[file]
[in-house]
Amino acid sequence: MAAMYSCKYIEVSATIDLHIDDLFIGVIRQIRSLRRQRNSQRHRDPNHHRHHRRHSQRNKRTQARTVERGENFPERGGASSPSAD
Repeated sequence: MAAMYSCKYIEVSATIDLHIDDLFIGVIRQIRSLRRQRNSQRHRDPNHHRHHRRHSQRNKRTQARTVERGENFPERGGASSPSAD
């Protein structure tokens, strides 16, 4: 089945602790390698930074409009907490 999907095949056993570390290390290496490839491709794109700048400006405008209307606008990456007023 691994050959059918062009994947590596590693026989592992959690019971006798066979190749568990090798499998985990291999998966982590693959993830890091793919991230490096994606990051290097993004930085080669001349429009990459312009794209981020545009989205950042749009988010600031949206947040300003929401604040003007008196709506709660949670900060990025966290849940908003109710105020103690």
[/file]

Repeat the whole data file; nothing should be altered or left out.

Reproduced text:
[in-house]
Amino acid sequence: MAAMYSCKYIEVSATIDLHIDDLFIGVIRQIRSLRRQRNSQRHRDPNHHRHHRRHSQRNKRTQARTVERGENFPERGGASSPSAD
Repeated sequence: MAAMYSCKYIEVSATIDLHIDDLFIGVIRQIRSLRRQRNSQRHRDPNHHRHHRRHSQRNKRTQARTVERGENFPERGGASSPSAD
């Protein structure tokens, strides 16, 4: 089945602790390698930074409009907490 999907095949056993570390290390290496490839491709794109700048400006405008209307606008990456007023 691994050959059918062009994947590596590693026989592992959690019971006798066979190749568990090798499998985990291999998966982590693959993830890091793919991230490096994606990051290097993004930085080669001349429009990459312009794209981020545009989205950042749009988010600031949206947040300003929401604040003007008196709506709660949670900060990025966290849940908003109710105020103690």